What am I making known?   Am I making God known or (insert your name) known? Am I communicating God’s love for those with whom I live and work and pray and play? Or am I a source of positive or negative energy; that is, am I dampening spirits, demeaning others, making fun of others, humiliating others, bringing others down to the level of ugliness that ungodly behaviors spew forth from sin within me?  Or am I disseminating the good, the beautiful,  that which is sanctifying and purifying, that which brings hope and radiates love: powers that reside in the core of my being where I am one with God and God with me? Am I bringing light or darkness into the world in which I live? The choices are mine to make!

Tuesday, October 18, 2016

The Glorious Splendor of God's Kingdom

Today we celebrate the feast of St. Luke, the Evangelist and the author of St. Luke’s Gospel and the Act of the Apostles.  St. Luke was the one who stayed with St. Paul and assisted him in his ministry to the Gentiles at a time when several others abandoned Paul in pursuit of those things of the present world that captivated and charmed their worldly ambitions and secular appetites.

You and I also have a choice of following the Spirit’s call to assist those in Church ministries, to spend time building up the Kingdom of God in our families, with our friends and in our workplaces. We, too, are called by our baptism to be ambassadors for Christ, to nurture and share the faith or, like those who abandoned Paul, can choose to abandon our baptismal call and pursue only those things which the secular world offers.

 The psalmist of today’s responsorial  psalm, Psalm 145,  says to God: “Your friends make known, O Lord, the glorious splendor of your Kingdom.”  Am I a friend of the Lord’s? Am I proclaiming God’s glorious Kingdom by works of love and compassion as husband/wife, as mother/father? Am I proclaiming God's Kingdom by lifting burdens off the oppressed, marginalized and the poor of this world? Or am I too taken up with secular, narcissistic, selfish ambitions and thus neglect the goods that are eternal? Am I too preoccupied with the glamor the world offers to be bothered with those things God offers through the Church, through the Scriptures, through readings that nurture the spiritual life?  Am I blinded by what my ego wants and oblivious to the spirit within me that begs to be nourished and that challenges me to reach high ideals and help others do so as well? Am I even aware when the choices I make are  contrary to God-centered values which Jesus-- the  Way, the Truth and the Life-- models for us in the Gospels?

Monday, October 17, 2016

God's Immeasurable Riches

Today, in Ephesians 2:1-10, we are blessed with another one of St. Paul’s messages of God’s awesome generosity, mercy and love.  Bluntly, St. Paul tells the followers of Christ, that is, each one of us: “You, [Dorothy Ann,] were dead in your transgressions and sins in which you once lived following the age of this world,… the spirit that is now at work in the disobedient.”  [Dorothy Ann] you “…once lived among them in the desires of [your]flesh [and of your ego], following the wishes of the flesh [and of your ego] and [your] impulses, were by nature [a child] of wrath, like the rest.”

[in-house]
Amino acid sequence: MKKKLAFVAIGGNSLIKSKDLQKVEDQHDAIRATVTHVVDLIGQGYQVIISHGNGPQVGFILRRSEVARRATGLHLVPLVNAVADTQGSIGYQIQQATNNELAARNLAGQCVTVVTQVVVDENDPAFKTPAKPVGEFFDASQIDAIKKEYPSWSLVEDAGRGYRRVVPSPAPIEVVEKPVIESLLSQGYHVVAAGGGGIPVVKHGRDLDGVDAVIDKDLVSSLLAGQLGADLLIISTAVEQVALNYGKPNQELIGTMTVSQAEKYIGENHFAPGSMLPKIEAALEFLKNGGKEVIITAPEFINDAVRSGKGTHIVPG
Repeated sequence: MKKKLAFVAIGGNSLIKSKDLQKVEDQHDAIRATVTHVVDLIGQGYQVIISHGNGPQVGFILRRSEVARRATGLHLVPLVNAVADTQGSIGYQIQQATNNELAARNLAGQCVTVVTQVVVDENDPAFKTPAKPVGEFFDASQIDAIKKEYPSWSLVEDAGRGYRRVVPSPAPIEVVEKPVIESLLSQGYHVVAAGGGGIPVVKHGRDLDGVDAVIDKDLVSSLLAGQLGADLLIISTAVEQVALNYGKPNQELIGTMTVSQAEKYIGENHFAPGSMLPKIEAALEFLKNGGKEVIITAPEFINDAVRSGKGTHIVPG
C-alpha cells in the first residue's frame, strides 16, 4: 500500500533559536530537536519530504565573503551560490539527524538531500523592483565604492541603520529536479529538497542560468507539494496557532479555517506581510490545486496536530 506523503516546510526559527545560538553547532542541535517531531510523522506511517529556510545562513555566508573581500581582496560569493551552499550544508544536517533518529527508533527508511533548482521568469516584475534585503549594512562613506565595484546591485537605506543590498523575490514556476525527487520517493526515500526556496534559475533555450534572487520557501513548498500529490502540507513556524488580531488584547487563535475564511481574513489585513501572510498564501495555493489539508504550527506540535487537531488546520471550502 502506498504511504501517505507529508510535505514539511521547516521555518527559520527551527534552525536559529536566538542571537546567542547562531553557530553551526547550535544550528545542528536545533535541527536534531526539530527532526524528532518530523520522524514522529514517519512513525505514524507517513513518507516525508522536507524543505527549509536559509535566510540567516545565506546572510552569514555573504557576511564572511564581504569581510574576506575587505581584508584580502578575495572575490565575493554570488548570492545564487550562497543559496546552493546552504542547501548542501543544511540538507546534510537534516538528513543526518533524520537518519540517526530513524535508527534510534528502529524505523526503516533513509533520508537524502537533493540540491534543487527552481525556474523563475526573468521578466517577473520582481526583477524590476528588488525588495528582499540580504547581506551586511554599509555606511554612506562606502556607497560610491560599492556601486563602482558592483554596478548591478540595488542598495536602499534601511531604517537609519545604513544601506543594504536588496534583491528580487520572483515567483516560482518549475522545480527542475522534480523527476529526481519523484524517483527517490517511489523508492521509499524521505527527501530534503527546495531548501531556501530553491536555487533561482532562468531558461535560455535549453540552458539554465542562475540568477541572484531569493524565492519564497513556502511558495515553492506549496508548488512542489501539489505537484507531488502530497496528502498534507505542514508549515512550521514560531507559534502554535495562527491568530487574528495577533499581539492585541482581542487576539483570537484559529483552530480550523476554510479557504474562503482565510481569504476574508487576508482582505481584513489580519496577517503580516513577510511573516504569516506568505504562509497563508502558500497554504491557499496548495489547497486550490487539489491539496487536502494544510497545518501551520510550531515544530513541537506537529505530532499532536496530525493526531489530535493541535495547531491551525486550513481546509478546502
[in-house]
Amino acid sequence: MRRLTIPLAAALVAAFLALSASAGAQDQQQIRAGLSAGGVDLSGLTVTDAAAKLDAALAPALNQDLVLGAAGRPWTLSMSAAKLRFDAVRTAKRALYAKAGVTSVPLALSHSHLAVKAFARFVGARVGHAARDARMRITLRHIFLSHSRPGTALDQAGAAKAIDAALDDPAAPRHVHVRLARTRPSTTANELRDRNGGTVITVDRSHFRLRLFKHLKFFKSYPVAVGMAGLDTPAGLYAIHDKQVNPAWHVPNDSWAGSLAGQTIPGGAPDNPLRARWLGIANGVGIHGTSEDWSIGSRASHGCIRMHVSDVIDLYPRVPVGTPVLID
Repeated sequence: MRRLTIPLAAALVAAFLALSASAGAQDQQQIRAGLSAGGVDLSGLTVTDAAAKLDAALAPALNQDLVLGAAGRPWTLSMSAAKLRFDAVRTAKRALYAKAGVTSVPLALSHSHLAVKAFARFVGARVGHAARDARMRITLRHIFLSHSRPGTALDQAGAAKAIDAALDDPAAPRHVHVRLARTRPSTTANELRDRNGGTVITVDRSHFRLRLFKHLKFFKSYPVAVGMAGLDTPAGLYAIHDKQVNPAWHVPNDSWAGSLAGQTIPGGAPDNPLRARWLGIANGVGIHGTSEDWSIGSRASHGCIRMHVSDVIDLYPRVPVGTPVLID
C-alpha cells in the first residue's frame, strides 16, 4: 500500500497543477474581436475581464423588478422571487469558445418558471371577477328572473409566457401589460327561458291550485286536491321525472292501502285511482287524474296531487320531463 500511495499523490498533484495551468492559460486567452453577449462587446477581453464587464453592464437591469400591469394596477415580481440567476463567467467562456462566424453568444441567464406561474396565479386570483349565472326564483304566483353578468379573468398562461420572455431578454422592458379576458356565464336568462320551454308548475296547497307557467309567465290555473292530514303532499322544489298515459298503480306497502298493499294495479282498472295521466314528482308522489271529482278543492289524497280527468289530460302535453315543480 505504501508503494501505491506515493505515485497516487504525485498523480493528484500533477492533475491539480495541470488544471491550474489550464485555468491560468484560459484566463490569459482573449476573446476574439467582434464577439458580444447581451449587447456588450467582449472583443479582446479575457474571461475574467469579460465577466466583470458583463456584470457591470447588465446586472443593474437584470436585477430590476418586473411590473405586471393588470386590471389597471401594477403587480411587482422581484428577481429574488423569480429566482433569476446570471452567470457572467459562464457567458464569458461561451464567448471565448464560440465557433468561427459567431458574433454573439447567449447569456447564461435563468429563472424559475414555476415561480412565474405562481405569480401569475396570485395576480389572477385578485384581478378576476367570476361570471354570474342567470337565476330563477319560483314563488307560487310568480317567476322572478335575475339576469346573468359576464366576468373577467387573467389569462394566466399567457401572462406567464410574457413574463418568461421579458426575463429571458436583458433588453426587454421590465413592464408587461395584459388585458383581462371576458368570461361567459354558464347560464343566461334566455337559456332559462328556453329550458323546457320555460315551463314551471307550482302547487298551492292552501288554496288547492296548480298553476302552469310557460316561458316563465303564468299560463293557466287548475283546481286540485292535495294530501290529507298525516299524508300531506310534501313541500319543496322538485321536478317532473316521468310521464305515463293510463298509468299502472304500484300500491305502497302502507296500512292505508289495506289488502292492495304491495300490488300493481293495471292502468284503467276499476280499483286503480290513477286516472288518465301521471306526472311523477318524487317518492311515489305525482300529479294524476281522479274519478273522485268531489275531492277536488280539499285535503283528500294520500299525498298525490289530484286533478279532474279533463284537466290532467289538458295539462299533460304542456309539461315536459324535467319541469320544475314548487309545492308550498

St. Paul puts it on the line, so to speak.  Nothing in that passage is something of which to be boastful or proud. Without redemption, you and I were a mess and in deep trouble, resistant to following the will of God and cooperating with grace. No way, however, would God allow you or me, masterpieces of His hand, His possessions, to perish, to remain “dead.”  No, says St. Paul. “God, who is rich in mercy, because of the great love he had for us, even when we were dead in our transgressions, brought us to life with Christ (by grace you have been saved), raised us up with him, and seated us with him in the heavens in Christ Jesus, that in the ages to come he might show the immeasurable riches of his grace in his kindness to us in Christ Jesus….[Y]ou have been saved through faith, and this is not from you; it is the gift of God; it is not from works,…For we are his handiwork, created in Christ Jesus for good works that God has prepared in advance, that we should live in them.”

How awesome! We live on this earth doing good that God has prepared for us do to ahead of time: everything we need to live a good life has been secured for us by a loving, caring, faithful God! Why has God done this? So that “he might show the immeasurable riches of his grace in his kindness to us in Christ Jesus.”

Today, Lord, may my eyes, and yours, be opened to the “immeasurable riches” of God’s grace bestowed upon me “in Christ Jesus” and may I not choose death by following “the age of this world,…the [evil] spirit that is…[always] at work in the disobedient”:  the arrogant, the deceitful, the corrupt, the greedy, the unjust, the proud, the abusive  persons of our societies. And, Lord, when I do fall into Satan’s snares, may I recognize and acknowledge my failures, my sinful ways, and come to you and those I offended, asking for pardon and forgiveness.  

Saturday, October 15, 2016

An Enlightened Heart

In  today's first reading, Ephesians 1: 15-23, St. Paul prays that "the God of  our Lord Jesus Christ, the Father of glory, may give you a spirit of wisdom and revelation resulting in knowledge of him. May the eyes of your hearts be enlightened," Paul prays, "that you may know what is the hope that belongs to his call, what are the riches of glory in his inheritance among the holy ones, and what is the surpassing greatness of his power for us who believe...."